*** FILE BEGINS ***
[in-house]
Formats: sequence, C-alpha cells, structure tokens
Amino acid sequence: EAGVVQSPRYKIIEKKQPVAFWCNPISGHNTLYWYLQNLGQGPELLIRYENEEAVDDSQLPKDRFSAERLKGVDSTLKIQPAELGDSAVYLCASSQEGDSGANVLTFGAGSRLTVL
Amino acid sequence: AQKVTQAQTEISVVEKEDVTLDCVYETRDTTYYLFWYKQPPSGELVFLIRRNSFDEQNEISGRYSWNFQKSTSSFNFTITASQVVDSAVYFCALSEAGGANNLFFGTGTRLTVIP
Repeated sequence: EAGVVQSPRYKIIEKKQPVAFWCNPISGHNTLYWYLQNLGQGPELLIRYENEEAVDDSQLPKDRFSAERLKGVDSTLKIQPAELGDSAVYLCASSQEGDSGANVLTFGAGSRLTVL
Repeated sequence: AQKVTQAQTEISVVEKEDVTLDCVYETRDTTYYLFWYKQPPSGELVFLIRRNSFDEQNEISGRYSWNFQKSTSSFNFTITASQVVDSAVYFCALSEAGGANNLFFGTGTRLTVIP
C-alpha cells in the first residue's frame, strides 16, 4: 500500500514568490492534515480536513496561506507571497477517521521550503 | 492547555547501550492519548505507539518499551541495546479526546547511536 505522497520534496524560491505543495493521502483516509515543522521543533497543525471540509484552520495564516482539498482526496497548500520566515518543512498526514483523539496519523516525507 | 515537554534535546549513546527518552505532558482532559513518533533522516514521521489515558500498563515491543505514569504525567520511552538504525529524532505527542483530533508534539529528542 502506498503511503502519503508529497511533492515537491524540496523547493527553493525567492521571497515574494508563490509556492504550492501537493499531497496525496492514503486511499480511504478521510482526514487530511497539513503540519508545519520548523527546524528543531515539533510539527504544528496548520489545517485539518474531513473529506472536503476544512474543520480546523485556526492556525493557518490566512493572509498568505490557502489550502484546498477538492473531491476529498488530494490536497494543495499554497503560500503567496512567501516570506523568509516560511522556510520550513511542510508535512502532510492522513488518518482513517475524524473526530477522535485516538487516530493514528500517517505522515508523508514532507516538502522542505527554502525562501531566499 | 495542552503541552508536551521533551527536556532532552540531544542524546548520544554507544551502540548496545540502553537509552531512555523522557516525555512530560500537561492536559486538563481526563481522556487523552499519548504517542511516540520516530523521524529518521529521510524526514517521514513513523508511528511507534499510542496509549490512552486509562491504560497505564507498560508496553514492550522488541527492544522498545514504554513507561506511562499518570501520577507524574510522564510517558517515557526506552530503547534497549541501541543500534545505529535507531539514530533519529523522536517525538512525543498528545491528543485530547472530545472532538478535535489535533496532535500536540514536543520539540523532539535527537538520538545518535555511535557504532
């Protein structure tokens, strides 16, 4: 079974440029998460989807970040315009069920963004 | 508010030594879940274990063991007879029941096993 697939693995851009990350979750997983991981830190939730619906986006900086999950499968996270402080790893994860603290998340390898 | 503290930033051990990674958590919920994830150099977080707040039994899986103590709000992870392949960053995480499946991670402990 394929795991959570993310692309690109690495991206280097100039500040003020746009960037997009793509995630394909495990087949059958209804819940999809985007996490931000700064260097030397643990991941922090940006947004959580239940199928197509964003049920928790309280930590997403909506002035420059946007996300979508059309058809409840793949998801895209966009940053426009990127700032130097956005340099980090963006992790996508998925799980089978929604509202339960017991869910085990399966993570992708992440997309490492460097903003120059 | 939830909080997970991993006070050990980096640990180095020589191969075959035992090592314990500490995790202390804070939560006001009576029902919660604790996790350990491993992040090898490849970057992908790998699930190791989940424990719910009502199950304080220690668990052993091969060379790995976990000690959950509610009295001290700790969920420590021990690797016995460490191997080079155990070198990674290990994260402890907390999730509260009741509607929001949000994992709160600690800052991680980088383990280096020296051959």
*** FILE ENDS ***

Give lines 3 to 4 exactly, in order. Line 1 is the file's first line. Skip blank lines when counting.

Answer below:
Amino acid sequence: EAGVVQSPRYKIIEKKQPVAFWCNPISGHNTLYWYLQNLGQGPELLIRYENEEAVDDSQLPKDRFSAERLKGVDSTLKIQPAELGDSAVYLCASSQEGDSGANVLTFGAGSRLTVL
Amino acid sequence: AQKVTQAQTEISVVEKEDVTLDCVYETRDTTYYLFWYKQPPSGELVFLIRRNSFDEQNEISGRYSWNFQKSTSSFNFTITASQVVDSAVYFCALSEAGGANNLFFGTGTRLTVIP